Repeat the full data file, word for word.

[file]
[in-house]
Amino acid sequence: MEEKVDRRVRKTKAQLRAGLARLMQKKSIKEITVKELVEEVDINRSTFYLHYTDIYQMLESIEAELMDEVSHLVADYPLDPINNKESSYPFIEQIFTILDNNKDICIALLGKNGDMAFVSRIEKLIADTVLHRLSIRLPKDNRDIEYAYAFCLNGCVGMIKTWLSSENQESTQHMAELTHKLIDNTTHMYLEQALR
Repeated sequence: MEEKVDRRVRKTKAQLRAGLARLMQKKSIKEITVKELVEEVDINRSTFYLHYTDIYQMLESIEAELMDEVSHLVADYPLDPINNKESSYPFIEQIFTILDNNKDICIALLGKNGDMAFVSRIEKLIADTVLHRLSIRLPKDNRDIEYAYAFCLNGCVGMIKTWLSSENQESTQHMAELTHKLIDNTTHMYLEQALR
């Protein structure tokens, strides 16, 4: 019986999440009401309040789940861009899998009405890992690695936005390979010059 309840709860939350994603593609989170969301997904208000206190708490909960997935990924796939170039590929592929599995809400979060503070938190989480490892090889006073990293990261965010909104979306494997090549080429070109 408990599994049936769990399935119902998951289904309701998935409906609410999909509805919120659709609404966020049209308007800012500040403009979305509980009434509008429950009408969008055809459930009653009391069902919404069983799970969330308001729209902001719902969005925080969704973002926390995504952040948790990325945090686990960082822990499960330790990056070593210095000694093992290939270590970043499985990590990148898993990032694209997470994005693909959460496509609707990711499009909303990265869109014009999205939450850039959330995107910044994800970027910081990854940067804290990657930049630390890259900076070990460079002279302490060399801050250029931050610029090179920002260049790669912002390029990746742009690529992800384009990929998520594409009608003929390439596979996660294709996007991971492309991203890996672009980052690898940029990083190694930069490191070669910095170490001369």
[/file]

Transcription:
[in-house]
Amino acid sequence: MEEKVDRRVRKTKAQLRAGLARLMQKKSIKEITVKELVEEVDINRSTFYLHYTDIYQMLESIEAELMDEVSHLVADYPLDPINNKESSYPFIEQIFTILDNNKDICIALLGKNGDMAFVSRIEKLIADTVLHRLSIRLPKDNRDIEYAYAFCLNGCVGMIKTWLSSENQESTQHMAELTHKLIDNTTHMYLEQALR
Repeated sequence: MEEKVDRRVRKTKAQLRAGLARLMQKKSIKEITVKELVEEVDINRSTFYLHYTDIYQMLESIEAELMDEVSHLVADYPLDPINNKESSYPFIEQIFTILDNNKDICIALLGKNGDMAFVSRIEKLIADTVLHRLSIRLPKDNRDIEYAYAFCLNGCVGMIKTWLSSENQESTQHMAELTHKLIDNTTHMYLEQALR
């Protein structure tokens, strides 16, 4: 019986999440009401309040789940861009899998009405890992690695936005390979010059 309840709860939350994603593609989170969301997904208000206190708490909960997935990924796939170039590929592929599995809400979060503070938190989480490892090889006073990293990261965010909104979306494997090549080429070109 408990599994049936769990399935119902998951289904309701998935409906609410999909509805919120659709609404966020049209308007800012500040403009979305509980009434509008429950009408969008055809459930009653009391069902919404069983799970969330308001729209902001719902969005925080969704973002926390995504952040948790990325945090686990960082822990499960330790990056070593210095000694093992290939270590970043499985990590990148898993990032694209997470994005693909959460496509609707990711499009909303990265869109014009999205939450850039959330995107910044994800970027910081990854940067804290990657930049630390890259900076070990460079002279302490060399801050250029931050610029090179920002260049790669912002390029990746742009690529992800384009990929998520594409009608003929390439596979996660294709996007991971492309991203890996672009980052690898940029990083190694930069490191070669910095170490001369």